Dreams. Robert E. Lee. Abraham Lincoln. Duty. Unknown Soldiers. Horses. The Civil War.
Lincoln’s Dreams, winner of the 1988 John W. Campbell Memorial Award, is one of Connie Willis’s earliest novels. While usually classified as a fantasy, it seems more like a mixture of fiction and historical fiction to me. Having read Willis’s later novels, one of my biggest challenges was to try to read the novel from a fresh perspective. I saw some plot parallels to Passage. But I was disappointed that I did not feel as sympathetic toward the main characters as I did in Willis’s later books. I understand that part of this is the nature of this particular plot. On the other hand, the novel did a good job of making me feel the horrors of the Civil War.
Briefly, Jeff is the research assistant for Broun, a Civil War novelist. At one of Broun’s parties, Jeff meets a troubled young woman, Annie. She is the patient and girlfriend of Jeff’s college roommate Richard, a psychiatrist. She has been having disturbing dreams related to the Civil War—particularly related to Robert E. Lee—and immediately bonds with Jeff. Being a researcher, he can verify that some of the details in the dreams concern facts that very few people know about. (This reminds me of Passages and the detailed visions about the Titanic.) When Annie discovers that Richard has been slipping her Thorazine, she goes to Jeff for help. He takes her away for a few days—unfortunately near Civil War battlefields—in order to keep her away from Richard and possibly help her with the dreams. But the dreams become more and more intense, and Jeff doesn’t know whether he is helping Annie or making her worse. Intertwined with the main plot is the idea of Lincoln’s Dreams, possibly the topic of Broun’s next book. Broun is researching dreams in California, while Jeff is searching for information about acromegaly, possibly the cause of Lincoln’s troubling dreams.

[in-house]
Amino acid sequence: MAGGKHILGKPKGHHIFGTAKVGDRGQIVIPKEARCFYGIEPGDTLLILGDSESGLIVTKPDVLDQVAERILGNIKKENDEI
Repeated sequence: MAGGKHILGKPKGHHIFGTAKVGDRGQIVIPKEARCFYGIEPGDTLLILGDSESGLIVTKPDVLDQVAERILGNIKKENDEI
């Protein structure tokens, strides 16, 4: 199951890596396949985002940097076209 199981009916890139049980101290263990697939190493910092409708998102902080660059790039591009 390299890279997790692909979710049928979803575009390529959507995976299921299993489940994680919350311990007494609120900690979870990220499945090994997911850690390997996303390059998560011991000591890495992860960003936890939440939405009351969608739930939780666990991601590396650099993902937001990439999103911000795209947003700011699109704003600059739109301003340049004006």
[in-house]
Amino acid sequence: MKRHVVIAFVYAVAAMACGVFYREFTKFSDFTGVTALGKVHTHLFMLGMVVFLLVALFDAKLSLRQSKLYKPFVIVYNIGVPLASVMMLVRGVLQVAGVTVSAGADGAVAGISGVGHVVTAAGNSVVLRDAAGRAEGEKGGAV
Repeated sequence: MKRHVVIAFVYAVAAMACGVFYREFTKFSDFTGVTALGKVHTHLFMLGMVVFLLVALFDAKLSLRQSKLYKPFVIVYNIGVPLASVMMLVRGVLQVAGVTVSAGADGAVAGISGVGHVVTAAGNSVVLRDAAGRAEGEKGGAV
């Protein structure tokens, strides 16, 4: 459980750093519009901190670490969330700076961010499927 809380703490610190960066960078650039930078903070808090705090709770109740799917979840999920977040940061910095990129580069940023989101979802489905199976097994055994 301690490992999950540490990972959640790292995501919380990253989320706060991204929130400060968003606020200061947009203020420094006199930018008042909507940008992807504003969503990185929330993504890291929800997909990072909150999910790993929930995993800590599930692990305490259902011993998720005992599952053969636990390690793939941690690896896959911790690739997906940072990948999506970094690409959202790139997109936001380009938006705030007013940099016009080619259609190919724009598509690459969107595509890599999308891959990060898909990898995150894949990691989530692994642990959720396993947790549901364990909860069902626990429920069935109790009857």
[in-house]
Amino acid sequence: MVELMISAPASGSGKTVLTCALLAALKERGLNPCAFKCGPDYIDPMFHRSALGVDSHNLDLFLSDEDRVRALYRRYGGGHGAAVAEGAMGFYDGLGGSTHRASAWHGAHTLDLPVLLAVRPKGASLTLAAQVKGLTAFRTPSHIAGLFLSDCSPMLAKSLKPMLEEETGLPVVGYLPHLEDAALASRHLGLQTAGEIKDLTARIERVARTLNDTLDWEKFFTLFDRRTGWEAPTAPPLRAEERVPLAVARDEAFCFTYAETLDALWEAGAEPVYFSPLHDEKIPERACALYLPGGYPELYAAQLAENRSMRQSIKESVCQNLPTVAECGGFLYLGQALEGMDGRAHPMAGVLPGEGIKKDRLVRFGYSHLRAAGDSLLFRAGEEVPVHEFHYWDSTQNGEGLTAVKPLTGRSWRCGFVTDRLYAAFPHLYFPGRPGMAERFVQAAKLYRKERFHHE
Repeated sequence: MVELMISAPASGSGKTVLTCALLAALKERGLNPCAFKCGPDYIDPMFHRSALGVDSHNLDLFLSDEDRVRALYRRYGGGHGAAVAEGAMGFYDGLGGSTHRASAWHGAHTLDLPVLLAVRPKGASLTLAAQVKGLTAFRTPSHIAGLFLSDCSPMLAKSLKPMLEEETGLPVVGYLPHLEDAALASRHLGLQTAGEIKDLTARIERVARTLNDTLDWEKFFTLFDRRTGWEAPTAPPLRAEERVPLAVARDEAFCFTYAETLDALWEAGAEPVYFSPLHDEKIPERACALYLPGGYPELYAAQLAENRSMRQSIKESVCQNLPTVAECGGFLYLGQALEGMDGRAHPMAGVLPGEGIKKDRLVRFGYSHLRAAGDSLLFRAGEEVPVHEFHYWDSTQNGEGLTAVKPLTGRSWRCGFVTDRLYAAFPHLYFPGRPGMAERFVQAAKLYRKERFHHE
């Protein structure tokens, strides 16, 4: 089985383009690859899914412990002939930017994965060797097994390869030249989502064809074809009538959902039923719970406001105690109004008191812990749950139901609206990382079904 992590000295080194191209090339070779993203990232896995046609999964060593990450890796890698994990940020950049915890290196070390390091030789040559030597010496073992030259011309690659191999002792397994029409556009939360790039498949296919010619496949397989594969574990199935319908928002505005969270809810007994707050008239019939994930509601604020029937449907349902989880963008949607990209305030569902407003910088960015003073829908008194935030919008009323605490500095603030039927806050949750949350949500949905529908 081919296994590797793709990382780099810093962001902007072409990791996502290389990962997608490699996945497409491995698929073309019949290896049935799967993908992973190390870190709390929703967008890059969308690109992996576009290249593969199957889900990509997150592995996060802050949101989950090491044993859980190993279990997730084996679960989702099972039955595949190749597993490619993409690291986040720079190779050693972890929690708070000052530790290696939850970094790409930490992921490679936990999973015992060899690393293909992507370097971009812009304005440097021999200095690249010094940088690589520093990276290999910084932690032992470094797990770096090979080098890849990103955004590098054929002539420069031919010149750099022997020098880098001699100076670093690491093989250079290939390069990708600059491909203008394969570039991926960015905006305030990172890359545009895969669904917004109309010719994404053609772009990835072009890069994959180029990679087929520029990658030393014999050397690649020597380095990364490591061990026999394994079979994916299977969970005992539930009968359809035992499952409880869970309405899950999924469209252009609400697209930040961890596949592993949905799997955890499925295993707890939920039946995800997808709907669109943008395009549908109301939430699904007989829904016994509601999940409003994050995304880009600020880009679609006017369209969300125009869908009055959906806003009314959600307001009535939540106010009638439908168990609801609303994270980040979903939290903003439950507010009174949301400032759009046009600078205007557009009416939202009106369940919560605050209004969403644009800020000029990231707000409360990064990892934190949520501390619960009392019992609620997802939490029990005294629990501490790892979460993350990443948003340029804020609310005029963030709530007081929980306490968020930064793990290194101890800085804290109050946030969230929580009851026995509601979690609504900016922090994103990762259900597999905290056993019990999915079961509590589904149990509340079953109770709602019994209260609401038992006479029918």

If I had read Lincoln’s Dreams before any other Connie Willis books, I probably would have enjoyed it more. I had problems getting into the story and relating to the main characters. While Jeff and Broun have some tender, father-son moments, for the most part I was disappointed with the depth of the characters. In September I am planning to read some more short novels by Willis. I will be interested to see whether I have the same reaction.